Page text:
An already massive military operation gathered pace with close to 100,000 soldiers and police mobilized. After two days of rain that prevented relief flights, People's Liberation Army helicopters flew 90 sorties to the epicenter in Wenchuan county and other areas to drop food, medicine and tents and ferry out 156 injured people, Xinhua reported.
Aerial TV footage showed rows of small buildings flattened in Yingxiu in Wenchuan county, where rescuers who hiked in said they found only 2,300 survivors in the town of about 10,000, with another 1,000 badly hurt, Xinhua reported.
Video: Rescue efforts encounter obstacles The scale of the devastation is raising questions about the quality of China's recent construction boom. Some builders cut corners, especially in outlying areas largely populated by the very young and very old.
With help slow in arriving, some fled Yingxiu on foot, carrying injured family members in wheelbarrows. One woman "carried a dead infant wrapped in white clothes as if the baby was alive," the agency said, citing a reporter who hiked to the area with military rescue teams.
Ships from a temporary dock built at a reservoir sailed to Yingxiu, but blocked roads meant heavy digging equipment could not be brought in. Most rescuers were using their hands, Xinhua reported.
The death toll from the quake was expected to rise when rescuers reach other towns in Wenchuan county that are still cut off.
"The Communist Party Central Committee has not forgotten this place," Premier Wen Jiabao said after flying by helicopter to Wenchuan.
President Hu Jintao presided at an emergency meeting of the party's powerful Politburo, urging the military, police and others to redouble rescue and relief efforts.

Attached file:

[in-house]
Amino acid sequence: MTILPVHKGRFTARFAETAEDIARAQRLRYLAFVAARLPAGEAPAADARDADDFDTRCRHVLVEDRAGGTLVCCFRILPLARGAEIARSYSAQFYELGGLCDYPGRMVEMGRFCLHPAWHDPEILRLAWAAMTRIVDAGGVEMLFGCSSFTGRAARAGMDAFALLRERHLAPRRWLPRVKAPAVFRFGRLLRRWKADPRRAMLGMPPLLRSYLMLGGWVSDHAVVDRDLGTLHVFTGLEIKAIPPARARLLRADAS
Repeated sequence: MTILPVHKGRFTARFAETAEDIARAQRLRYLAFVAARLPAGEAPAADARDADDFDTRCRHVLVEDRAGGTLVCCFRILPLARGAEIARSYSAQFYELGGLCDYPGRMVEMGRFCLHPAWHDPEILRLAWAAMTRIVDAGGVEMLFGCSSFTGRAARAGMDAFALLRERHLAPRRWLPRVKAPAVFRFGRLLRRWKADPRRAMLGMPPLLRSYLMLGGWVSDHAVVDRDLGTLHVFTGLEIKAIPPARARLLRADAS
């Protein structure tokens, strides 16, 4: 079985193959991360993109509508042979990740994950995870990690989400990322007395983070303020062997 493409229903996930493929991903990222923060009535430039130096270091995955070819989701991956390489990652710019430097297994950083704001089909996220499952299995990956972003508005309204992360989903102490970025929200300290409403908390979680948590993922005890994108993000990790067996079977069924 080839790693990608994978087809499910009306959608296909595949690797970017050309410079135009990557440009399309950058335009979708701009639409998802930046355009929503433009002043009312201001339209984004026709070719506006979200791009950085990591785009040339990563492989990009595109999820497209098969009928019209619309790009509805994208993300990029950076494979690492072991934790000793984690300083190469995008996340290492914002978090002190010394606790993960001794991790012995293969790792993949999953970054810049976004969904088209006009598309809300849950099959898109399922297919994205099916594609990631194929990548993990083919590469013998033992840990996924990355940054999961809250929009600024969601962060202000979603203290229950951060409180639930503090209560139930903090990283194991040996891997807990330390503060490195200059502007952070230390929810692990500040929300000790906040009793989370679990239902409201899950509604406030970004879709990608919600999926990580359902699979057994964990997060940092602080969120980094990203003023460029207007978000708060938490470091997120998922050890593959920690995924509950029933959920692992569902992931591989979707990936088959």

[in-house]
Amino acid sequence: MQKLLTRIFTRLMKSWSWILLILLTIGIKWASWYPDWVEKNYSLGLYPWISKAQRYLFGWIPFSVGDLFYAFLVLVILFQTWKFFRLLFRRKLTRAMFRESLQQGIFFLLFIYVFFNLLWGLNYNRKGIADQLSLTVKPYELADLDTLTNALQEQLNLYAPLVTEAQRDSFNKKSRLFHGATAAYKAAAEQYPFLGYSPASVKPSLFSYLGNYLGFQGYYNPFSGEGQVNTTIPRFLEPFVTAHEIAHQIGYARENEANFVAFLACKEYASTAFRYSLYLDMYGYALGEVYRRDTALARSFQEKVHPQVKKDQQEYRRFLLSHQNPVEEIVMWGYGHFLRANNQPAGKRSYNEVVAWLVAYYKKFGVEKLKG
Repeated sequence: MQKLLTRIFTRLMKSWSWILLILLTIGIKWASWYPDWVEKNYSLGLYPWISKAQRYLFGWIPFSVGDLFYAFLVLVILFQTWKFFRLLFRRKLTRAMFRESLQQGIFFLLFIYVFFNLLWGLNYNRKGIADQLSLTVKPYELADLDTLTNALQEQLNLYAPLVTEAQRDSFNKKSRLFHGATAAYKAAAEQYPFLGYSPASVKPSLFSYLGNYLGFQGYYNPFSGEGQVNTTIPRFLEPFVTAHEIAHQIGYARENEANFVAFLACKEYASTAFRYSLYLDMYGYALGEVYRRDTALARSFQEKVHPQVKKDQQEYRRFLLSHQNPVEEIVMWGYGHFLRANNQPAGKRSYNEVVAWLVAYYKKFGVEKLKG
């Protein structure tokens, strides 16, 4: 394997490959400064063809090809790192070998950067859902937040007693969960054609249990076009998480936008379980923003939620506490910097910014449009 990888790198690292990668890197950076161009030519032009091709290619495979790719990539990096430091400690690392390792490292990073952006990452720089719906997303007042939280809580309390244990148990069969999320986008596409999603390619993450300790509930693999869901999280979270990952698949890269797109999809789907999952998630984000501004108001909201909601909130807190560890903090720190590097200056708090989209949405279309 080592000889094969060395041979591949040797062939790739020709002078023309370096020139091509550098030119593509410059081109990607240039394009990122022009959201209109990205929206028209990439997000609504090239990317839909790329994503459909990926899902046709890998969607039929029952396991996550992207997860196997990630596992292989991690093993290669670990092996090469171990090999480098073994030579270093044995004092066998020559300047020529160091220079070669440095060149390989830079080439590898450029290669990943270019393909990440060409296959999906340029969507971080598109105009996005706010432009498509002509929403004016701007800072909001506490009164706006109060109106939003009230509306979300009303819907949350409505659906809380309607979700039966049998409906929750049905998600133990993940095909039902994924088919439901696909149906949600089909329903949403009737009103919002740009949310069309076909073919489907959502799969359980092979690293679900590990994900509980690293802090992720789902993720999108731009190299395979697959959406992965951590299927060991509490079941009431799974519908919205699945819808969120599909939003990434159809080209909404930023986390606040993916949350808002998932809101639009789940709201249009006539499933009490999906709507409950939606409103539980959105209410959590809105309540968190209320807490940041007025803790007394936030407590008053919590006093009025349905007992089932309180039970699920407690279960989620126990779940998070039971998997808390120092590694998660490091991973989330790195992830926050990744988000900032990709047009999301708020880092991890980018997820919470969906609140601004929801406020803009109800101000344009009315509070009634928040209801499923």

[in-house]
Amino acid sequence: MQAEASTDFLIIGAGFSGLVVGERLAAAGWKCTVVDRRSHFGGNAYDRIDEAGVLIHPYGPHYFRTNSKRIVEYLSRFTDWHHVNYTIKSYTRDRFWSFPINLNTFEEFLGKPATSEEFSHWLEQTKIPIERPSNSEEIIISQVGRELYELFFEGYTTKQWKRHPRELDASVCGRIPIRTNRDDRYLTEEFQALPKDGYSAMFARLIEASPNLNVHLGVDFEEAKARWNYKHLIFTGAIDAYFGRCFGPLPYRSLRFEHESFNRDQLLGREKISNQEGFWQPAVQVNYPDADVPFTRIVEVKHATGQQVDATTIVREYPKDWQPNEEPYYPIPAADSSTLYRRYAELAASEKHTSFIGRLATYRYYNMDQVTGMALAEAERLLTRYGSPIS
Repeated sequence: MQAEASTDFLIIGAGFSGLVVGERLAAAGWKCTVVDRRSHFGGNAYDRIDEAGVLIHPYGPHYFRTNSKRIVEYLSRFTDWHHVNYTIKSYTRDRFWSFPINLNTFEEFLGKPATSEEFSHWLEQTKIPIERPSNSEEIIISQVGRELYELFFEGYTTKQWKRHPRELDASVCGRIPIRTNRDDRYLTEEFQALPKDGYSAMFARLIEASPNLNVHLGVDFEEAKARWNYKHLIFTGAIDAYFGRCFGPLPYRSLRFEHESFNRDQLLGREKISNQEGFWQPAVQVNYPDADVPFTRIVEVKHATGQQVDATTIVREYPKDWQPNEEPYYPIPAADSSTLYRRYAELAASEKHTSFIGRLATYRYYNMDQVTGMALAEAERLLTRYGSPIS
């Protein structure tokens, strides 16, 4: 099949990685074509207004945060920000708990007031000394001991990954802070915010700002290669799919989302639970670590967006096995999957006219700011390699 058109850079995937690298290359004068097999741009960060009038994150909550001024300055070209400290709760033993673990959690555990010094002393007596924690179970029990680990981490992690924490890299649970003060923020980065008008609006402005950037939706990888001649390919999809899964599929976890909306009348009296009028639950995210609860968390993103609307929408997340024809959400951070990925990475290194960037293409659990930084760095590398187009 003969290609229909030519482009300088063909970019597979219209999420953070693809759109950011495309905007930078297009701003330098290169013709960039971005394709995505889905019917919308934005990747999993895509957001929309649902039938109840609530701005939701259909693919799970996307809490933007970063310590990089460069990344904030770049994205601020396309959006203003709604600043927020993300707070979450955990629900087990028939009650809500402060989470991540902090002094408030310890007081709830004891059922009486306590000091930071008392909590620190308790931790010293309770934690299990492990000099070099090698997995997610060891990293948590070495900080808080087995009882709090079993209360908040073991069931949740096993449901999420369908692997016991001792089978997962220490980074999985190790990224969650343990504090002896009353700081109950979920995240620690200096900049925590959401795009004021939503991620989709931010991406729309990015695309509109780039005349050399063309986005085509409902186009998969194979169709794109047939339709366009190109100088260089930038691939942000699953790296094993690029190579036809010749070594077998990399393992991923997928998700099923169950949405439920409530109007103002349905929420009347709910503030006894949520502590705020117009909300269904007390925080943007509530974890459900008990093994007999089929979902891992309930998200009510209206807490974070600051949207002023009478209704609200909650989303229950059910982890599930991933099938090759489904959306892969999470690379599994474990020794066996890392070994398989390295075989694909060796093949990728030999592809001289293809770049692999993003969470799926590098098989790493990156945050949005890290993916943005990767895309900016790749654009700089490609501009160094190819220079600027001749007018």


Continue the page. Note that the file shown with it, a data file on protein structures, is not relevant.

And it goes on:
Unlike previous natural disasters in China, official media have reported prominently on the quake, and state TV replaced regular programming with 24-hour coverage.
Scenes of destruction and death have been shown with a prominent focus on Wen, the normally staid leadership's most popular member who has been shown crawling into collapsed buildings to urge survivors to hang on with impassioned pleas and reassuring children who lost parents.
Amid the tragedy, some miracles
Amid the tragedy, onlookers erupted into cheers and applause when a 34-year-old woman who was eight months pregnant was rescued after spending 50 hours under debris in the Dujiangyan area.
"It's a miracle brought about by us all working together," said Sun Guoli, fire chief of the nearby provincial capital, Chengdu, who supervised the rescue.
But the rescuers called off the search for four others still trapped in the collapsed building, leaving only a smaller crew of dogs to sniff for signs of life.
In Hanwang, the smell of incense hung over a crowd of sobbing relatives who walked among some 60 bodies wrapped in plastic, some covered with tributes of branches or flowers. Nearby, rescuers carried more bodies out of a makeshift morgue at the Dongqi sports arena.
People from the town and surrounding areas packed into blue tents provided by relief officials. Though the mostly older buildings in the town collapsed, a newer Western-style clock tower still stood, its hands stopped at 2:27 — the time the quake hit.
Schoolchildren confirmed dead
At a middle school Sichuan province's Qingchuan county where students were taking a noon nap when the quake demolished a three-story building, 178 children were confirmed dead in the rubble and another 23 remained missing, Xinhua said.